# How can RF exposure hurt you?

In studying for the exam, one question came up about RF Exposure.

G0A
07
What effect does transmitter duty cycle have when evaluating RF exposure?


My understanding of Radio is that it is non ionizing electromagnetic radiation. How can RF be damaging?

• Preliminary additional answer: During the cold war, Russian scientist also ran clinical tests to prove microwaves can induce headaches. I will try to locate references. – on4aa Nov 12 '13 at 18:06
• According to the "Safety Code 6" regulations in Canada, equivalent in regulatory purpose to the FCC's regs on RF exposure, the primary health and welfare concern is damage to people's eyes by very high levels of HF frequency band RF, below 30 Mhz. hc-sc.gc.ca/ewh-semt/pubs/radiation/… – Warren VE3WPX Feb 25 '14 at 20:39

The direct effects of RF on people are:

1. Tissue Heating
2. Electric shock (shocks and burns) and electrocution (death)
3. Interference with implanted medical devices

The General test question quoted is about evaluating the exposure for the purposes of tissue heating. I assume everyone "gets" not grabbing a wire you are pumping 1500W into.

Tissue heating is a problem because unlike being in a hot place, where the heat is outside the body, the heating is internal. The only mechanism for the body to deal with this is blood flood, so areas with little flow (for instance, the eyes) are particularly vulnerable.

To give you an idea of how you absorb the RF, consider this: the human body, standing and somewhat grounded, is a 1/4 wave vertical antenna, resonant at 4x your height. But is somewhat lossy and high impedance compared to a metal antenna. Of course, that high impedance is the problem, the RF is "lost" as heat, in you.

Safety experts consider the most the human body can tolerate is 4W/kg of heating. To put this in perspective, you generate about 1W/kg sleeping, 2-3W/kg in heavy exercise. Exceed this and you body has trouble dumping the extra heat and the core temperate begins to rise. Cell death begins to occur at 107 deg F (that's why 105 def F is a tripwire in fevers). Natually you can tolerate some of this. Depending on for how long and what's getting heated. I don't recommend some organs like the brain, liver, kidneys, things you occasionally need.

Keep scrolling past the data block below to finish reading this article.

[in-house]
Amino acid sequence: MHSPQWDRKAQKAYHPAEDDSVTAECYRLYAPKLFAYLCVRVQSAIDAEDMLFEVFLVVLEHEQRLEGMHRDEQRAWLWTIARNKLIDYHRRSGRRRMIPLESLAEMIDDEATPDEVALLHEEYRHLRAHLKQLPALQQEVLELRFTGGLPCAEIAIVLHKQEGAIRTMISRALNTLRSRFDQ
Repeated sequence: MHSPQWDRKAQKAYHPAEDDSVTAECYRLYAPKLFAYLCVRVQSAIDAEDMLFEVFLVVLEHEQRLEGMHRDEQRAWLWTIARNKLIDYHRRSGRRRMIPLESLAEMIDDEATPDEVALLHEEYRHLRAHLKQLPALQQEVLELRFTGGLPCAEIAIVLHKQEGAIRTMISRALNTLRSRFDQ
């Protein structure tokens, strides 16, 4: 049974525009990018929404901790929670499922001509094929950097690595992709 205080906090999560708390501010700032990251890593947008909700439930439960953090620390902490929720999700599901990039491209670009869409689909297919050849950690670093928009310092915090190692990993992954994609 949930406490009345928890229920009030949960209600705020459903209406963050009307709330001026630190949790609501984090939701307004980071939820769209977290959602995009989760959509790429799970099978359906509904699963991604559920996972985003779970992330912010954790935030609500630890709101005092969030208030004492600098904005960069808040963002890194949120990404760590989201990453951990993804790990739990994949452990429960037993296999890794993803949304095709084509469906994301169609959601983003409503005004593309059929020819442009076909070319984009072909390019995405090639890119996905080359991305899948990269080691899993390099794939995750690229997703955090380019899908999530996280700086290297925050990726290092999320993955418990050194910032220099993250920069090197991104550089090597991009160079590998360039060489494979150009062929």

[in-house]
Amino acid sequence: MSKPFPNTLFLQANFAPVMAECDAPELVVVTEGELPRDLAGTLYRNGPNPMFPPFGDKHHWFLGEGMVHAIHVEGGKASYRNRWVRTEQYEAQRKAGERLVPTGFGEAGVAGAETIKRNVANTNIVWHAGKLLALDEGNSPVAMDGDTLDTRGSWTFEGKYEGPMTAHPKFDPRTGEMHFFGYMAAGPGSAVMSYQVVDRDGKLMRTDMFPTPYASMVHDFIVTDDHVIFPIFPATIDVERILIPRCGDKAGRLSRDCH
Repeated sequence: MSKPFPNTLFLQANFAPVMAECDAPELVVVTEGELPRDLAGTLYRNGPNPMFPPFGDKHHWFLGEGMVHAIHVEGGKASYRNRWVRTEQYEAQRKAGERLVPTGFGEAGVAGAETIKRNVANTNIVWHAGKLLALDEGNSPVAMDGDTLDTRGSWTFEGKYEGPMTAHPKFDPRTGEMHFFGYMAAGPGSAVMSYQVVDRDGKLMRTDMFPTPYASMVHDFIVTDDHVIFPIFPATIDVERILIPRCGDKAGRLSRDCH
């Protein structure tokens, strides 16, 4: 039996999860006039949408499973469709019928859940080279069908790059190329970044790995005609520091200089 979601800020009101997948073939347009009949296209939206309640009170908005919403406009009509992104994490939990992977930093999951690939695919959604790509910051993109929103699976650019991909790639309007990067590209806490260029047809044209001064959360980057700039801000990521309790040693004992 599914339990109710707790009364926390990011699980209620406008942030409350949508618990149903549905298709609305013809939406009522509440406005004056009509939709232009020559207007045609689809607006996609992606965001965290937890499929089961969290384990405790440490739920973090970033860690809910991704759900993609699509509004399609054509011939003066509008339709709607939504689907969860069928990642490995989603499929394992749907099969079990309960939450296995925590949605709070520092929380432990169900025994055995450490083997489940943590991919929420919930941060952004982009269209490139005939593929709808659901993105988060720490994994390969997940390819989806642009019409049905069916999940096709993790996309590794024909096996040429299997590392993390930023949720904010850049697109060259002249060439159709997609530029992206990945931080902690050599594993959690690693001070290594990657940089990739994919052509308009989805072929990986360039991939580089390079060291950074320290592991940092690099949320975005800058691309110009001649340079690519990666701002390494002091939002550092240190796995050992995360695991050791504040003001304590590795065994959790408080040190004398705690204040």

A somewhat wordy reference can be found here: http://hps.org/hpspublications/articles/rfradiation.html

• And by "burn" they mean a real burn, much as if you'd grabbed something that was very hot if your hand were to suddenly become the ground path between your rig and its ground when it was transmitting. – Andrew Beals Nov 6 '13 at 19:51

Heating; it can burn you the same way a microwave cooks food, or UV from the sun gives you sun burn. The wikipedia article about radiation burns generally covers RF a bit: http://en.wikipedia.org/wiki/Radiation_burn

• Consider expanding your answer a little bit - perhaps quote part of the relevant portion of the Wikipedia article, or paraphrase further. – Amber Nov 6 '13 at 17:52

There is a government doctrine on this very subject entitled OET-65.

You must remember that RF exposure is cumulative and does the most damage over a long period of time. The symptoms of over-exposure to RF are stomach pains, scratchy/sandy feeling eyes, the internal feeling of overheating (possibly followed by stroke). The most effective ways of avoiding the effects of RF exposure are limiting your exposure times, RF reflective clothing and wearing an exposure badge.

• RF Reflective clothing....? Does that include Al foil hats? – Paul Nov 9 '13 at 4:28
• When you refer to specific regulations/guidelines/etc, it's helpful to note which jurisdiction you are talking about. In this case the document OET-65 is an FCC item and therefore applies to the US. – WPrecht Nov 9 '13 at 21:27

The best, and most extreme, example to answer your question would be a microwave oven. You're applying RF radiation to your food and it gets heated as a result. Tissue damage can occur when your body isn't able to dissipate the heat generated by absorbing the RF radiation quickly enough.

• So why do they need to measure how much exposure you are getting? If you start feeling hot while standing next to an antenna , walk away, problem solved. – spuder Nov 6 '13 at 18:03
• @spuder - innocent bystanders might not realize what's going on. And there are regulations about how much RF power you can expose other people to, so you have to know how to figure out what your station is doing. – Pete NU9W Nov 6 '13 at 18:06
• Also the part that gets heated may be inside your body and without nerves. – Bill - K5WL Nov 6 '13 at 18:10
• Spuder, if it's already hot outside you may not be aware that you're also being heated by absorbed RF. According to the Health Physics Society, the eyes and testes are most vulnerable to RF heating so I think it's much better to be proactive than possibly blind and/or sterile. – Scruffy Nov 6 '13 at 19:12